Art of Acting

By Chris Moxon

Acting takes an investment of time, creativity, and skills to become great. Hard work is needed though the profession has an unshakeable misconception that actors and actresses just show up and read lines. No one understands this misconception more than the cast in the College of Southern Nevada’s community play“Ah, The Wilderness”directed by CSN Professor Doug Baker.

Caitlin Shea, the actress who plays the role of Belle, feels that the misunderstanding begins with the idea that there is no effort in acting. Shea continues, “I think what people underestimate is the amount of work and drive it take to be in this industry because you get told ‘no’ a lot.”

Tony Vivio, a student at CSN who plays the role of Arthur Miller, explains the life of an actor. “Every actor has a different way of going about doing things. For me, I live and breathe acting every day. I study everything from breathing techniques to character development.”

When the topic of nervousness is discussed Vivio says, “If you think standing in front of hundreds of people without a single nerve is possible, I think you’re surely mistaken. It’s more nerve wracking if you’re not nervous.”

The balance of school, work, and finding time to master their love for acting is another matter. Sabina Carr, who plays the role of Essie Miller, explains that academics come first; the play and her social life come second.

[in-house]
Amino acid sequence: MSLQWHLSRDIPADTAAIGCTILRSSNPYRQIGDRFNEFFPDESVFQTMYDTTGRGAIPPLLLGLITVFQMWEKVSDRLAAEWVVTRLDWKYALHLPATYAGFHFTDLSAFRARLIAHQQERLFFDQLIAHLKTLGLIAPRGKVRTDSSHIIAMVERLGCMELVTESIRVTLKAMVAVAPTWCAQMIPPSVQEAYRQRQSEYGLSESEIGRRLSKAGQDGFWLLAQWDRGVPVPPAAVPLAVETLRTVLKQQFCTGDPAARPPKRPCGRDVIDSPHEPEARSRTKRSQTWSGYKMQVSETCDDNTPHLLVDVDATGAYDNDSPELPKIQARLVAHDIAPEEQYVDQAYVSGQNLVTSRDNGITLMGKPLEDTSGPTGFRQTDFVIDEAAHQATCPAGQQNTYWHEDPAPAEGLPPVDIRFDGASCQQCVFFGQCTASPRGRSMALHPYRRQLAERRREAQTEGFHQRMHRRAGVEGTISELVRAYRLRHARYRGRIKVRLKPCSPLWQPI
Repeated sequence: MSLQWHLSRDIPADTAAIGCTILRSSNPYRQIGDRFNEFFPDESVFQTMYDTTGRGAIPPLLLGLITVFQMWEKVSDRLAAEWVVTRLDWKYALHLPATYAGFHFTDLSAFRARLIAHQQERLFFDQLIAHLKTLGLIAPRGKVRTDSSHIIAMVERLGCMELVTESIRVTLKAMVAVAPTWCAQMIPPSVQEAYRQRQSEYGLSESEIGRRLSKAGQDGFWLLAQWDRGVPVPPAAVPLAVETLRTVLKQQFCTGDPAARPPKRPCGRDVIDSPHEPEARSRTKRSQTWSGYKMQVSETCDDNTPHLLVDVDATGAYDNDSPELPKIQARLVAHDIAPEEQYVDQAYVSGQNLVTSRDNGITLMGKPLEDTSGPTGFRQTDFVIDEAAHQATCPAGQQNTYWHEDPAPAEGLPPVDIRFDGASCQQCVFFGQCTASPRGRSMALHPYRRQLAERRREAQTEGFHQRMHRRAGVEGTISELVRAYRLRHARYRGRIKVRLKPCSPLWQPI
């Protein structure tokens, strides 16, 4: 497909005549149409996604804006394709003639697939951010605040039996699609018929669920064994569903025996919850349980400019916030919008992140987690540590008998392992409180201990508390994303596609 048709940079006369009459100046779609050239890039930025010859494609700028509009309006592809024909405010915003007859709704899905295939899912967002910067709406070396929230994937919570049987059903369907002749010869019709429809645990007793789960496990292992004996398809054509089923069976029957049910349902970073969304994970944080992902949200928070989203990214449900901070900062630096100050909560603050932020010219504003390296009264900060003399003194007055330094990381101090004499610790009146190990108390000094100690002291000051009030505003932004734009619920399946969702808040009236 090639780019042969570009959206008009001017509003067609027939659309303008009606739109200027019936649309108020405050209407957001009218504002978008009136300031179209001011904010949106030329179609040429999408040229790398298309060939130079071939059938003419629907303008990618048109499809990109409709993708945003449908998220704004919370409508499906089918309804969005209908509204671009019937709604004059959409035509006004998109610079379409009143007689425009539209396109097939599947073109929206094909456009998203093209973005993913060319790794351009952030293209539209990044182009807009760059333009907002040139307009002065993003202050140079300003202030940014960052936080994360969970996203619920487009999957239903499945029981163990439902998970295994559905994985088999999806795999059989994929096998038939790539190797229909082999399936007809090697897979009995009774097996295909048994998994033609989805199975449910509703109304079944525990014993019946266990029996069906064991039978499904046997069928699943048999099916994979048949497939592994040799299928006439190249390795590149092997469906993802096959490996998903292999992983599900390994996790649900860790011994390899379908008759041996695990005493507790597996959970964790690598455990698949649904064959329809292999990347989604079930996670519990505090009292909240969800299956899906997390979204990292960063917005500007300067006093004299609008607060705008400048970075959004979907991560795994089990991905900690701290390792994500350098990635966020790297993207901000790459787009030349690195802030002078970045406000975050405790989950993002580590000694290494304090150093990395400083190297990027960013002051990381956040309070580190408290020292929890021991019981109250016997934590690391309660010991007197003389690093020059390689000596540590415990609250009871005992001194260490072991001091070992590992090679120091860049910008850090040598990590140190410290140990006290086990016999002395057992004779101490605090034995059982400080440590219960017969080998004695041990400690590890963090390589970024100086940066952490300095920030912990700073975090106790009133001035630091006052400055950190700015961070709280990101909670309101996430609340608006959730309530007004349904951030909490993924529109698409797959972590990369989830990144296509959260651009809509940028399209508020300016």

Shea also weighs in, “With my job I kind of have a flexible schedule, but a lot of this is done during the evening, like tonight where we are rehearsing when everybody is off work and school. So I think it’s just a delicate balance in finding the hours even if its midnight or 1 a.m.”

The hours of practice are needed to develop acting techniques, to do breathing exercise and manage nerves, to learn to stay in character while memorizing complex lines, and rehearsing to prepare for the show. Student actors must manage their time well in order to balance school, work, and life.

Another challenge actors face is connecting with their characters and making them believable. Vivio explains that a major challenge for actors and actresses is finding empathy for the character. He feels the audience will accept characters when the performers are physically and emotionally connected to their roles.

Most actors love the profession because it affords them an opportunity to be transported into a narrative and take on a fictional character’s life.

“At night when I come to rehearsals I can just step away from my life and take on this little paradise for a while,” Shea says.

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